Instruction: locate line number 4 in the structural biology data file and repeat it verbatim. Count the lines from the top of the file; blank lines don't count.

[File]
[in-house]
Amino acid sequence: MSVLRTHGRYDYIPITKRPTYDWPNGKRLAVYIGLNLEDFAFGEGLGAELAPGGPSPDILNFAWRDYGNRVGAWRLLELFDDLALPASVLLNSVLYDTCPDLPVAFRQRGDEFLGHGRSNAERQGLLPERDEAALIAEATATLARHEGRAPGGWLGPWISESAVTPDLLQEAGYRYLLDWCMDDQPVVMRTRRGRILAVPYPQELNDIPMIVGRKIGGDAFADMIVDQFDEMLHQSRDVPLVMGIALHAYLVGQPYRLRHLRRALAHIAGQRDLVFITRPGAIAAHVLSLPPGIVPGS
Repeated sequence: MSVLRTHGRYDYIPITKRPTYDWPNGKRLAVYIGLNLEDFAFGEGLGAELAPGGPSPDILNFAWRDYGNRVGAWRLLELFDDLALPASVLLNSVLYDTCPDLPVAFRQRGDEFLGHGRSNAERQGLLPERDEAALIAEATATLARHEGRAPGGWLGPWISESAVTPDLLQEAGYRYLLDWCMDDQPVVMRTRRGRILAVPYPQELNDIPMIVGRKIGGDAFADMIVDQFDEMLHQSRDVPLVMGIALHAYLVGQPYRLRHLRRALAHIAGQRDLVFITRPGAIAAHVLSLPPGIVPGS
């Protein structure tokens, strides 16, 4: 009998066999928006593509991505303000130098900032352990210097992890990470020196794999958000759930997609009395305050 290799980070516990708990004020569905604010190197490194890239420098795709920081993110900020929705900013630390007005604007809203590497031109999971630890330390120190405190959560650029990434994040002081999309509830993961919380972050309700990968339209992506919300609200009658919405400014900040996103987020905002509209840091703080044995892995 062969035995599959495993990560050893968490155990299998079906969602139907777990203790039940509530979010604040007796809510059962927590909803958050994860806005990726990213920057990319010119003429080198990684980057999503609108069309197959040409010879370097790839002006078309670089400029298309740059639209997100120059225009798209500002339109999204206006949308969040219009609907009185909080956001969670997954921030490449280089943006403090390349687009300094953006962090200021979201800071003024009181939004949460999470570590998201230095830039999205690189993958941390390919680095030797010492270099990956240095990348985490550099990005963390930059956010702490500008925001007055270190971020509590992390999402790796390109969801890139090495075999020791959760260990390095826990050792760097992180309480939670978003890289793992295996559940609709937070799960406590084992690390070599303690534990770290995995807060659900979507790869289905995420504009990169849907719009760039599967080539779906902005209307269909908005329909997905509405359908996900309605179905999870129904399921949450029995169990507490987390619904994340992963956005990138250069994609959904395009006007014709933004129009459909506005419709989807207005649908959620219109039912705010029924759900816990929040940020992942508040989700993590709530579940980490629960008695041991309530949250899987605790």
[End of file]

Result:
């Protein structure tokens, strides 16, 4: 009998066999928006593509991505303000130098900032352990210097992890990470020196794999958000759930997609009395305050 290799980070516990708990004020569905604010190197490194890239420098795709920081993110900020929705900013630390007005604007809203590497031109999971630890330390120190405190959560650029990434994040002081999309509830993961919380972050309700990968339209992506919300609200009658919405400014900040996103987020905002509209840091703080044995892995 062969035995599959495993990560050893968490155990299998079906969602139907777990203790039940509530979010604040007796809510059962927590909803958050994860806005990726990213920057990319010119003429080198990684980057999503609108069309197959040409010879370097790839002006078309670089400029298309740059639209997100120059225009798209500002339109999204206006949308969040219009609907009185909080956001969670997954921030490449280089943006403090390349687009300094953006962090200021979201800071003024009181939004949460999470570590998201230095830039999205690189993958941390390919680095030797010492270099990956240095990348985490550099990005963390930059956010702490500008925001007055270190971020509590992390999402790796390109969801890139090495075999020791959760260990390095826990050792760097992180309480939670978003890289793992295996559940609709937070799960406590084992690390070599303690534990770290995995807060659900979507790869289905995420504009990169849907719009760039599967080539779906902005209307269909908005329909997905509405359908996900309605179905999870129904399921949450029995169990507490987390619904994340992963956005990138250069994609959904395009006007014709933004129009459909506005419709989807207005649908959620219109039912705010029924759900816990929040940020992942508040989700993590709530579940980490629960008695041991309530949250899987605790």